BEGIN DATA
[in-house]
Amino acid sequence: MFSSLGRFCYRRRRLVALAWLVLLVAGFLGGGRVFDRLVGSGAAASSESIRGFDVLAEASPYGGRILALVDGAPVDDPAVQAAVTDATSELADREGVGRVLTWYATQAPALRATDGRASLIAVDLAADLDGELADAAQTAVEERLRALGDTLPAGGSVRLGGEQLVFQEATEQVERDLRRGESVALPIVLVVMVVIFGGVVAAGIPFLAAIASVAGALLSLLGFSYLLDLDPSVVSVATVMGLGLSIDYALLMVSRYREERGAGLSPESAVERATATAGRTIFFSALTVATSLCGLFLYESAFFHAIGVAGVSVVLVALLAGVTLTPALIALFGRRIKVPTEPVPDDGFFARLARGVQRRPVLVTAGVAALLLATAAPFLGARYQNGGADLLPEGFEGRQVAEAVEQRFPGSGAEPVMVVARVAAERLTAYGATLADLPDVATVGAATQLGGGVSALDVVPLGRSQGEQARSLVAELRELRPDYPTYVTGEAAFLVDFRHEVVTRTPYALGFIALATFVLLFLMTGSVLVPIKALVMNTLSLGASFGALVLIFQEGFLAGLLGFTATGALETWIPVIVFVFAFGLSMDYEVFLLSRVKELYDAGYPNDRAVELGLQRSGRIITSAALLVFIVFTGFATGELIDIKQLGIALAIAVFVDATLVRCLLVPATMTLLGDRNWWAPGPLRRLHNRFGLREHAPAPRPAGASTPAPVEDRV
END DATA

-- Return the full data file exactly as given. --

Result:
[in-house]
Amino acid sequence: MFSSLGRFCYRRRRLVALAWLVLLVAGFLGGGRVFDRLVGSGAAASSESIRGFDVLAEASPYGGRILALVDGAPVDDPAVQAAVTDATSELADREGVGRVLTWYATQAPALRATDGRASLIAVDLAADLDGELADAAQTAVEERLRALGDTLPAGGSVRLGGEQLVFQEATEQVERDLRRGESVALPIVLVVMVVIFGGVVAAGIPFLAAIASVAGALLSLLGFSYLLDLDPSVVSVATVMGLGLSIDYALLMVSRYREERGAGLSPESAVERATATAGRTIFFSALTVATSLCGLFLYESAFFHAIGVAGVSVVLVALLAGVTLTPALIALFGRRIKVPTEPVPDDGFFARLARGVQRRPVLVTAGVAALLLATAAPFLGARYQNGGADLLPEGFEGRQVAEAVEQRFPGSGAEPVMVVARVAAERLTAYGATLADLPDVATVGAATQLGGGVSALDVVPLGRSQGEQARSLVAELRELRPDYPTYVTGEAAFLVDFRHEVVTRTPYALGFIALATFVLLFLMTGSVLVPIKALVMNTLSLGASFGALVLIFQEGFLAGLLGFTATGALETWIPVIVFVFAFGLSMDYEVFLLSRVKELYDAGYPNDRAVELGLQRSGRIITSAALLVFIVFTGFATGELIDIKQLGIALAIAVFVDATLVRCLLVPATMTLLGDRNWWAPGPLRRLHNRFGLREHAPAPRPAGASTPAPVEDRV